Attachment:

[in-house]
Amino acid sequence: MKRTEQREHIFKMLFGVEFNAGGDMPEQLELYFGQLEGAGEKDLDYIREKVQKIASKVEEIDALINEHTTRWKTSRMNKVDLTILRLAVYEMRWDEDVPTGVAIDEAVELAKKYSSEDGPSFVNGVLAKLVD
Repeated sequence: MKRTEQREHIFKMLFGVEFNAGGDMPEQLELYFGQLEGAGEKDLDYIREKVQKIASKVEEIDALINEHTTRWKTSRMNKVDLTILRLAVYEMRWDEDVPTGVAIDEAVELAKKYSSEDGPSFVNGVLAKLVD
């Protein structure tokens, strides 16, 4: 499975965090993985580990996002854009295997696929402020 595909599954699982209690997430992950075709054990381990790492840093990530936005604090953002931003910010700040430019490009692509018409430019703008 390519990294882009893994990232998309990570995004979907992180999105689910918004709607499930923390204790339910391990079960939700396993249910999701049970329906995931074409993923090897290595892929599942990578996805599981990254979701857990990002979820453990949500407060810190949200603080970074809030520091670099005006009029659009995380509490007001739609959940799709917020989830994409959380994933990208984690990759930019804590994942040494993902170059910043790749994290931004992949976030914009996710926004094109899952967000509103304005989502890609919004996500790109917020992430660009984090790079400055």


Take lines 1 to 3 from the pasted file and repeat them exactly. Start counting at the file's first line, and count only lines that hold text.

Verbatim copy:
[in-house]
Amino acid sequence: MKRTEQREHIFKMLFGVEFNAGGDMPEQLELYFGQLEGAGEKDLDYIREKVQKIASKVEEIDALINEHTTRWKTSRMNKVDLTILRLAVYEMRWDEDVPTGVAIDEAVELAKKYSSEDGPSFVNGVLAKLVD
Repeated sequence: MKRTEQREHIFKMLFGVEFNAGGDMPEQLELYFGQLEGAGEKDLDYIREKVQKIASKVEEIDALINEHTTRWKTSRMNKVDLTILRLAVYEMRWDEDVPTGVAIDEAVELAKKYSSEDGPSFVNGVLAKLVD